@AnnieNilsson hurray! now that the seal is broken, you will be happy for all kinds of friendships that don’t involve you! I bet people are excited about this friendship developing as we speak!

AnnieNilsson (#406)

@girlsownlove They should be! We are pretty much the bomb. (Do people still say, “the bomb”? Asking for a friend)

girlsownlove (#396)

@AnnieNilsson hahah first i read it like “I’m asking for you to be my friend” but then i read it like “I have a friend who wanted to know if people still say the bomb, it wasn’t really me” – it was the second one right? I mean, people still say it… but probably those people are our moms? like bling? it’s mom territory, but maybe it could have a recent-retro resurgence?

AnnieNilsson (#406)

@girlsownlove Lol, I think you’re spot on with the mom usage. Though my mom would probably giggle if she ever said the words “bling” or “the bomb.” She’d think she was being “edgy!”

Mirch (#228)

I agree that Mike Dang is awesome, and you should pay him for his services, except that he would not accept and it would put you further in debt.
But if I may make a suggestion… You should take a vacation to India or Pakistan or some third world country and see how those people live. I think it will be a life affirming adventure and re-calibrate your spending/money compass.

Limaceous (#30)

@Mirch But what about the Kurds?

(Also, Logan doesn’t need to spend money on another vacation. No matter how life-affirming.)

Limaceous (#30)

@Mirch Also, I didn’t mean for my previous reply to sound so bitchy.

But I have traveled to India, and while it was a life-affirming adventure, it didn’t really recalibrate my money compass. You are probably a better person than me.

sara moon (#650)

Logan, I can’t tell you how strangely comforting I found this.

Generally when I hear people talk about their credit card debt, I feel even worse because they are so horrified with how much they owe but it’s usually around $5000 if not less, whereas I currently have about $18000 in credit card debit and am only 23. I haven’t really got much to show for it either. There are some car repairs in there and some travel, probably a few pairs of shoes but the rest of it is mundane things like make up and taxi rides which I’m sure I wouldn’t have missed had I just not had them.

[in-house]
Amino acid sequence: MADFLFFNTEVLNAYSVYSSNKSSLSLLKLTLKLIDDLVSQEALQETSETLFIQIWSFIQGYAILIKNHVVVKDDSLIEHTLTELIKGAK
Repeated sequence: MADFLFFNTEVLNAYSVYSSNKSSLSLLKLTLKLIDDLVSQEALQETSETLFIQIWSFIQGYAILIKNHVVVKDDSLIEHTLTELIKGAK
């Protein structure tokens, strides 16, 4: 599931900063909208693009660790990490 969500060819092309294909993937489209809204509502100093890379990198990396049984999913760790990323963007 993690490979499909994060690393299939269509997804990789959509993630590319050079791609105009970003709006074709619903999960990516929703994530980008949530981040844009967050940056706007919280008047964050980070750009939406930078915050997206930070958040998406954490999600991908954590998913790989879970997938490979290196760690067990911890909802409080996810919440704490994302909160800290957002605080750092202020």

It’s only recently that this has really started bothering me. I thought it was all part of being in your 20s, being a student and not really having your life worked out yet and that I would just pay it all back once I graduated and got a “real job”. But now I am seeing what a big impact it really has on my life. There are so many things my friends can do which I can’t do because I have that debt to pay. I can’t afford to move to a nicer place, I can’t get a new car because I wouldn’t be able to afford the repayments (or be approved for the loan), I can’t take 6 months or a year out of my life after I graduate and roam around the world like some of my friends have been able to do.

Like you the reasons I got myself into this situation are varied and complicated (living beyond my means and a lack of self control are just the beginning) but the time has come to get serious about paying off my debt so that I can put it behind me. You do it and I’ll do it.

nadineB (#2,145)

Many people have likely heard of the “snowball” debt method, a debt reduction strategy which emphasizes results-based reinforcements. A study was recently released that indicates there is some merit to it. The debt-snowball method of debt repayment is a form of debt management that is most often applied to repaying revolving credit — such as credit cards. Under the method, extra cash is dedicated to paying debts with the smallest amount owed. As each smaller debt is repaid in full, the money used to pay that debt is then applied toward making additional payments on the next-smallest debt, and so on until all debts are repaid.

AliceS (#1,994)

I’ve never owned a credit card in my life. I’ve rented cars, stayed at nice hotels, bought plane tickets, rented apartments, applied for short term loans sometimes and got a home loan. Basically, I can do everything people say you need a credit card to do. I’ve also had my share of unexpected expenses. Emergencies happen. That’s what my emergency fund is for. I have never owned a credit card and I’m doing just fine. So why does anyone need a credit card?

josefinastrummer (#1,850)

@AliceS Do you live in America? Where does your credit rating come from? Also, what do you do for a living and are you getting any help from family or friends?